The more things change, the more they stay the same. In this case, change is inevitable; everything online changes sooner or later. WordPress has spent almost its entire life with the rich text editor we all know and… well, I can’t say love, but it’s not as if we’ve had a lot of choice up until now, is it? Some of us love it, some of us hate it, some of us just don’t really care.
What has changed? WordPress created an entirely new way to edit text on their platform. What has stayed the same? People love to complain about changes, even if those changes are good as soon as you get used to them.
This is an article about the new WordPress text editor, known to the community as Gutenberg.
For a quick history lesson, Johannes Gutenberg was a man who lived in the 1400s. He is responsible for bringing the printing press to Europe. His most famous publication, of course, was the Gutenberg Bible. Since he was such an influential personage in the world of publication, his name is often adopted for use in various ways. Project Gutenberg is a massive digital library of public domain works, for example. Now, of course, Gutenberg is the name of this new WordPress editor.
The WordPress Gutenberg project has been in the works for quite a while, actually. An optional plugin version has been available for over a year and a half.
The goal of Gutenberg is to make heavy use of the Blocks format, which WordPress has included for years. Blocks have been in the background for a long time, but they haven’t been available to people who want to use them for custom purposes. What Gutenberg does is brings more flexibility to how a user can build a blog post.
Have you ever seen one of those articles published on Vice, Motherboard, or other deep reporting online magazines? You know the ones, with the fancy parallax scrolling and semi-interactive media, all powered by HTML5 elements? A typical WordPress blog isn’t able to make something anywhere near as interactive or immersive. No, typical WordPress is stuck with a very basic blog format, text with a few embedded images, and not a lot else. Anything more advanced would require specific plugins and even custom code. You would need a heady mixture of media embeds, links, shortcodes, and widgets just to get something that looks half as good.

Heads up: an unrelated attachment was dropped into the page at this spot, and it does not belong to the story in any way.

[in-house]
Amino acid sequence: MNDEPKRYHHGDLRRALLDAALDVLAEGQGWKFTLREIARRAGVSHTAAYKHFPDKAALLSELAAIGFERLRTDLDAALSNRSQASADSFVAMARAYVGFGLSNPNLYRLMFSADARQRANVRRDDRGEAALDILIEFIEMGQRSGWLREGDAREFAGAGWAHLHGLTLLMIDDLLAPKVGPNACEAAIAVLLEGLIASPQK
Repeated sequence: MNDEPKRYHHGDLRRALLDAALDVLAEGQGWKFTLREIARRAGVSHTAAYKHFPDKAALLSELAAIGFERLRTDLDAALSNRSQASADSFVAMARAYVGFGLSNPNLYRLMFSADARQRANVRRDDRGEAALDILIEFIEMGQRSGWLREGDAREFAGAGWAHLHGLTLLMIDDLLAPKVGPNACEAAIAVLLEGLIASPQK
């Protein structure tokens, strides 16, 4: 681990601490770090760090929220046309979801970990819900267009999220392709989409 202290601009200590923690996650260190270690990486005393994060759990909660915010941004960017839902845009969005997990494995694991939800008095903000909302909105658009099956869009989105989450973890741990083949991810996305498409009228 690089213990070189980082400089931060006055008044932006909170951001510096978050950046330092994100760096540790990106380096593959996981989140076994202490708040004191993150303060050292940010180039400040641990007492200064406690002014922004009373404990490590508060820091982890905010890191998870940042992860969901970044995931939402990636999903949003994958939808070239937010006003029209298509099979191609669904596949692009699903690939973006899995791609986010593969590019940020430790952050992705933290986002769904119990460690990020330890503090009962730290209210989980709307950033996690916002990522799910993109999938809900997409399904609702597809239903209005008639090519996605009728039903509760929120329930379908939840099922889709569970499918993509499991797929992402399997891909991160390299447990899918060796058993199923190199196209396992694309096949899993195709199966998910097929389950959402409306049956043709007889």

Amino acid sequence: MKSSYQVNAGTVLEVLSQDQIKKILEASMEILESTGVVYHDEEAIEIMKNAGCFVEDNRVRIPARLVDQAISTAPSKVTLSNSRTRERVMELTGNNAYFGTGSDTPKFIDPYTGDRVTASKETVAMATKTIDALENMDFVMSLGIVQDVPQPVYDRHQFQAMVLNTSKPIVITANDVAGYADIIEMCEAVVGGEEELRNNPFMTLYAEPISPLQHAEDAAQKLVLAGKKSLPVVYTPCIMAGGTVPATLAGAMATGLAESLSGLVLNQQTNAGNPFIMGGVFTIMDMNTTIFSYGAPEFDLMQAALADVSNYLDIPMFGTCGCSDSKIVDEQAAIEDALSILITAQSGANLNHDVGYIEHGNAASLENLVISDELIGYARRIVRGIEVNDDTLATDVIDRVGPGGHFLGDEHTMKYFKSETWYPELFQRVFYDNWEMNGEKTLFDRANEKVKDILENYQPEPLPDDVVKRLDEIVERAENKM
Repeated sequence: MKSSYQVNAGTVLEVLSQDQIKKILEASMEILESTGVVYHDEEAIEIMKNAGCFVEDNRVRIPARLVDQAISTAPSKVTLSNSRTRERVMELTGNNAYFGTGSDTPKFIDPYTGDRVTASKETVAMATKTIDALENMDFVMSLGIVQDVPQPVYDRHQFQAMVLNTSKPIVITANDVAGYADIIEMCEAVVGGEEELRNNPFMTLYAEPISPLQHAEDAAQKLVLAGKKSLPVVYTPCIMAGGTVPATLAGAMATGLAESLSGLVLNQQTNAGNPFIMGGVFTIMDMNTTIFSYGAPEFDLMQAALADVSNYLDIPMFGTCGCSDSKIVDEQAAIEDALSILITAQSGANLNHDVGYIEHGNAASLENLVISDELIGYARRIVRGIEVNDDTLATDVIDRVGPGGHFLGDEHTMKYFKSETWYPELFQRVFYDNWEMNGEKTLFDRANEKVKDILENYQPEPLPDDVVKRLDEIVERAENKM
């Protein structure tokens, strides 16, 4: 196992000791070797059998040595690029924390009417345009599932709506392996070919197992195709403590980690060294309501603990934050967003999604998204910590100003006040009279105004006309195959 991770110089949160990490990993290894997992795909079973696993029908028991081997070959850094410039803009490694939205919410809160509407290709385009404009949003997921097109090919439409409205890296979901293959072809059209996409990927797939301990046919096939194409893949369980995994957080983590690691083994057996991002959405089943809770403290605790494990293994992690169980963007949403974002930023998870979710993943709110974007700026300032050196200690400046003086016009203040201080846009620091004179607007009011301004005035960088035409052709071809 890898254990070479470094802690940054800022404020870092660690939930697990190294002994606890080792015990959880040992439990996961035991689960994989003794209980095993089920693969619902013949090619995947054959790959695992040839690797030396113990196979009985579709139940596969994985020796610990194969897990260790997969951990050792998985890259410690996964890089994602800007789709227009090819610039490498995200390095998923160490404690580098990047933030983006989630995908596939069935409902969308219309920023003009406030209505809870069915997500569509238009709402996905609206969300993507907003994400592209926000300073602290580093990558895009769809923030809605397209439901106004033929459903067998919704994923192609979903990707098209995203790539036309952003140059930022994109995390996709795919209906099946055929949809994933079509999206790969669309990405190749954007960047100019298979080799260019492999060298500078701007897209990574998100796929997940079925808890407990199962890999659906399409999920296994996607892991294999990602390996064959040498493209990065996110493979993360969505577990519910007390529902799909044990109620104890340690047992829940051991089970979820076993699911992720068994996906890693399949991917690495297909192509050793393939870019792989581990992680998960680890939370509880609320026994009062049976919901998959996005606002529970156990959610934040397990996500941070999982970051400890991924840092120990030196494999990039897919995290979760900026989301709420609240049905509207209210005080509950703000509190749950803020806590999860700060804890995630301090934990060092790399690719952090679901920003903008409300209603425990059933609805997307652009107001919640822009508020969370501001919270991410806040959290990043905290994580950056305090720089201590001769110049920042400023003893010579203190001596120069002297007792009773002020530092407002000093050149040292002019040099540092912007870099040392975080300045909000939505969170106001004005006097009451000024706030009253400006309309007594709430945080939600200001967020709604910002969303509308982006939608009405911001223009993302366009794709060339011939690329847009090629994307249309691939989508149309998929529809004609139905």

The block-based format is an extremely cool tool for people who like to build more immersive kinds of blog posts. On the other hand, for people who hate change, or for people who don’t want to mess with anything more complex than a computer printout format, the block format adds extra work to the whole process.
One of the biggest benefits to Gutenberg is the ability to be a lot more WYSIWYG with your page creation. With the old editor, you often have to guess at how your images and embeds are going to display within your text, and you have very limited ways of tweaking them. Usually that basically just amounts to the difference between left/right justified and centered, small and large, and whether or not it has a visible caption. It’s not very robust.
Blocks may seem more complex to use at first glance, and they certainly take some adaptation, but they lead to a lot more flexibility for robust design immediately.
Blocks also bring a default level of power to new users. People who have been using WordPress for years likely rely on their knowledge of arcane secrets, like shortcodes and plugins, to achieve effects that blocks will now be able to achieve on their own. It makes advanced layouts and features more accessible to the novice.
Currently, if you want to edit things like the header and footer of your site, you’ll need to dig into template files and php scripts just to find the right lines. There are entire tutorials built around something as simple as removing a line from a footer, and that just shouldn’t be the case for a platform aimed at being user friendly. Now, you can simply edit the footer block.
Change comes with turbulence. The Gutenberg plugin has a massive number of negative reviews, far outweighing the positive reviews, but the vast majority of them come from people who just don’t like change. Very few of them are actual issues with the functionality of the new editor; they’re simply whining for the sake of whining.
That said, Gutenberg isn’t perfect. It’s a fundamental change to the infrastructure of WordPress, and every such change is going to encounter issues for a lot of people. Some people, sure, just don’t understand the new editor and aren’t willing to put in the time to learn it. Others might be running custom code, custom themes, or custom plugins that no longer work with the new editor. And, yes, occasionally there are legitimate compatibility issues that prevent creating new posts, or display posts in a broken manner.